"Tyro” send his answer to question Xo.
Joseph Brown of Le.-bnro cut the
throat of his wife recently and then tried
to make way with himself. Cause Rum.
li Fire!—On the night of the 20th inst.
tg the Ftram Mill belong to (ion. llrnry .8
n Jones was consumed by fire, in which
Jones, Enos Woodard, and S. P. Clark,
were the principal losers. The loss of
Jones was about $'»000, and that of
Woodard’s abont 81000, woith ot head
ing. The loss of Clark s was in li inker,
r part of which was work that hud been
,p got out ready for a house and was to he ,
!, sloped the same week, this loss and dam
, age w ill not fall short of 81000. The
new Fhip in progress of ^construction
I came very near being burned, but by the
j vigorous exertion of the fireman it was
I saved, as also was some other prop
erty of Mr Waits. The origin of the
fire is not known ; but it is supposed lo
have caught from some boys that had
beenin the mill the day before; while ™
others think it the w ork of an incendiary.
, It was not discovered until it was si, j
completly on fire that its pr< gn s could V
not be stayed. A Spectator
Mr Editor:—I take the liberty to offer i
d you, for publication, the following jM
. thoughts, suggested by certain recent lo
p cal events
ej A great writer (Dugald .Stewart, I
s think says, "that to If litre nr.thitip U
ii as great a proof of imbecility of mind, as
p to believe erery thins '' Faith is an ah
o solute need of man’s nature ; we n-'d .
p firm belief in lhat superior intelligence
■ w hich reseals to us our moral obligations
f —our great duties to humanity. True
v faith necessarily implies correspondent
n neti,m What human ’lain * ent-r'iin
, itig just and high ideas of his great moral
- responsibility would shrink from utbr
- ing sentiments in orecrdancc with those
r feelings: Who would not do ,.i it a
« duty—a privclege rather—to rebuke i\li
a of whatever kind, in whatever position he
might be placed ? If the pulpit be not
1 the place where moral questions should
' be openly discussed, what, w venture to
i inquire, is its proper vocation ? What
: is true religion, if it be not ceasing from
- -in: that evil which d grad' s nr.,; c -■
- rupts the human soul ? Where are u
- to look for rebukes of sin if not from tit -
- pulpit? What is religion if it do n-'
■ mingle with and purify our daily inbu
- cours • with others and direct us in th. ■
: preformance of the various duti s assign
s ed us in the cares of life? Let us a..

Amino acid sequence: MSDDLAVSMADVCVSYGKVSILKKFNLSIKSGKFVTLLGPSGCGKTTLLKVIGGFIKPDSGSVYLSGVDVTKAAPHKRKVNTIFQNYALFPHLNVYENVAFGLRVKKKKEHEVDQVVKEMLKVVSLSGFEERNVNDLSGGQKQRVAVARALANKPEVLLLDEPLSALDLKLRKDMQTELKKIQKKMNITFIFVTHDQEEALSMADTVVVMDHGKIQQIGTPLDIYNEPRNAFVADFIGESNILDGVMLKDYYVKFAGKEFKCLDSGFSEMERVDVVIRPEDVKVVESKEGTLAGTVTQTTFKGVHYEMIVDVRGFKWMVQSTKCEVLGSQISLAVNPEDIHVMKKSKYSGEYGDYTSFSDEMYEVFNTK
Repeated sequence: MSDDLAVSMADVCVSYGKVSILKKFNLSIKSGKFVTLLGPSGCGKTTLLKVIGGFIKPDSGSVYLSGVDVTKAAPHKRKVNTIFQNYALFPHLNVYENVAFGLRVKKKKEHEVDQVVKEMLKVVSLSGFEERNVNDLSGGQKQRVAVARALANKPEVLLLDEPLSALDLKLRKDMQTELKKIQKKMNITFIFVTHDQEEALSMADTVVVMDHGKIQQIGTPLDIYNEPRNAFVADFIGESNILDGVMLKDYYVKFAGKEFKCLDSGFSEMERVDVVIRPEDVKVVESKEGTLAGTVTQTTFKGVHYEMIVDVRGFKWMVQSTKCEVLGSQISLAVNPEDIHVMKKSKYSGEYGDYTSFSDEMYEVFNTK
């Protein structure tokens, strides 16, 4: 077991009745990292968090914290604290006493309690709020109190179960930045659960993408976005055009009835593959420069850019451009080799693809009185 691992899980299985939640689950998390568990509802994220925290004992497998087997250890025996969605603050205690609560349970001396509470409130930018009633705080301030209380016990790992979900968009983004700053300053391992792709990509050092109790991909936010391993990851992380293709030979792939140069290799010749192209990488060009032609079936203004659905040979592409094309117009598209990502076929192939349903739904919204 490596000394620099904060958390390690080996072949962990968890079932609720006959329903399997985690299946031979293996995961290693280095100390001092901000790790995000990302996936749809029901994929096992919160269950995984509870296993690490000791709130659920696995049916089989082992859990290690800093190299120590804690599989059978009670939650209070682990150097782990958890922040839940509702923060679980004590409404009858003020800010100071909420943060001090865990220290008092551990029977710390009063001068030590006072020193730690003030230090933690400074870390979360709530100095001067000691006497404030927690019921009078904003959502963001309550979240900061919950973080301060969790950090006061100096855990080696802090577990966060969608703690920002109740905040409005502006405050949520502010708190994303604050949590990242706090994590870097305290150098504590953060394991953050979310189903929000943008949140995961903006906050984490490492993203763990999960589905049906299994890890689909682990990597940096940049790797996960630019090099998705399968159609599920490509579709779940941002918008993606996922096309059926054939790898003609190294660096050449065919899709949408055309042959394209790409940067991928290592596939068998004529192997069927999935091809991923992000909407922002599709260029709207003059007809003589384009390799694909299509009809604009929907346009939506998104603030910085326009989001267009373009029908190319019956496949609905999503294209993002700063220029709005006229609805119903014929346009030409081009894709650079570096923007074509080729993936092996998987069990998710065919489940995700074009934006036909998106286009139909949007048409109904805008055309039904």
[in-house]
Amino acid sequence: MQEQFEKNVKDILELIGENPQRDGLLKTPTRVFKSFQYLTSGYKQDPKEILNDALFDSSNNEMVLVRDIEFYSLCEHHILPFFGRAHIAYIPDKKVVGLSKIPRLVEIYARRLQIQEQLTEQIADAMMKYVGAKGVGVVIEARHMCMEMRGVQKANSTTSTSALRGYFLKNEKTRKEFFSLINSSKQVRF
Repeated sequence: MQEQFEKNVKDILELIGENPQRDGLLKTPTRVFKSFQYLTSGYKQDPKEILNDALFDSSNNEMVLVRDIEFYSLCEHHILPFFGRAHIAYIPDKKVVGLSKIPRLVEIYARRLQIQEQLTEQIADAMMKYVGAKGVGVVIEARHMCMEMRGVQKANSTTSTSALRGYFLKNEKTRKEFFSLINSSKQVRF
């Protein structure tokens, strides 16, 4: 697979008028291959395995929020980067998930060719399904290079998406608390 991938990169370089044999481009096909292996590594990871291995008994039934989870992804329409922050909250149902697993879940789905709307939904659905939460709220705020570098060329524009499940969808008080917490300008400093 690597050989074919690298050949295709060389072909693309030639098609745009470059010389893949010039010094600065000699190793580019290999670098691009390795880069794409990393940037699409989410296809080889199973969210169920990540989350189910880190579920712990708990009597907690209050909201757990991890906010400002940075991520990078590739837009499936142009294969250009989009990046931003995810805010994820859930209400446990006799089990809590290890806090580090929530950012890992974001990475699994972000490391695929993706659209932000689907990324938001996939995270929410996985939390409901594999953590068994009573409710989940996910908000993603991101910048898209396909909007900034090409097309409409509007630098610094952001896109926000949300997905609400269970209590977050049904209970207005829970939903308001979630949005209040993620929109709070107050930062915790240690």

- 'hen dare to betrue to our own souls—
: to the s ulsofour common br th rhoou
• Let no one in these exciting tmv-. vvh -n
- ques tions of such vital impcitar.cc arc
1 being agitated around us. turn back for
i subjects of discussion to tli ■ “dry bones'
r of former years, but rather be awake to
t the momentous subjects that now dis
. piny themselves in the moral ii ori/on.
i If we revert to the history of past ages
. vve sh ill find that there have always
■ been men equal to the exigencies of th •
times. Let us have faith to believe that
there arc, even now, brave and Christian
spirits whose energy and high moral en
dowments will enable them to become I
. . . ■■>;
worthy leaders in the great antagonistic |
struggle between good and evil ; let thrill
not be crushed by the weight of their
responsibility ; but let them fin 1 a re s
ponsive chord in every hom st am! mud
heart—willing to grapple with th'-r.i in
the conflict—firm in there principle of
right—steadfast in proclaiming tru ll —
true to there duty and their God!—with
moral courage to declare and maintain
their convictions, in spite of the sne r«
and cabals of their opponents. Th pr •
ent seems to be preeminently a tim • :•>
aition. The state ofsoeietv—polities—•
of religion is eminently exciting— b- •
kening some great crisis in the moral an 1
political world. At such times ar' not
silence and inaction both cowardly and
sinful ? Let then the pulpit ami press
be alike open to free discussion; else,
where is the much boasted liberty which
our ancestors purchased and sealed even
with their heart's blood Let not the sin
of intemperance continue to be a blot on
the fair page of our national history —a
sin so degrading and dem ralizing. so
abhorrent in the sight of a pure and h ly
God. that it becomes the imperious duty
of all true friends of humanity to cry , '
aloud against it. The cries and groans
of wives and children are continually
wailing in our ears, urging even us of
the weaker sex to make our earnest ap
peal against the enactment of any law
tending in the most remote degree to pur
p-tuate the sin of intemp-rano-.
The Tnaty of Prace $ign>d. ^
New \ork, April 1*
Tl:t* steamer B due is a anchor
,-id tlu bar. Her p ipers armed up * A
11 1-2 o'clock without previous uoiince
i mem
The Treaty of Peace ha* been signed
I by all the Plenipotentiaries.
On Sundat. 30ih. jyreai dcraonsfraii'-s
were made in Pari**, fireiug .if cannon,
illuminating, Ac*'. English demonstration*
much quietor.
Rutifica11«»ncannot hr* exoha'.'gded
within lour weeks.
Steamer Africa arrived out 31**(.
Mr. Buchanan has armed at New
York and welcomed as the guest of tho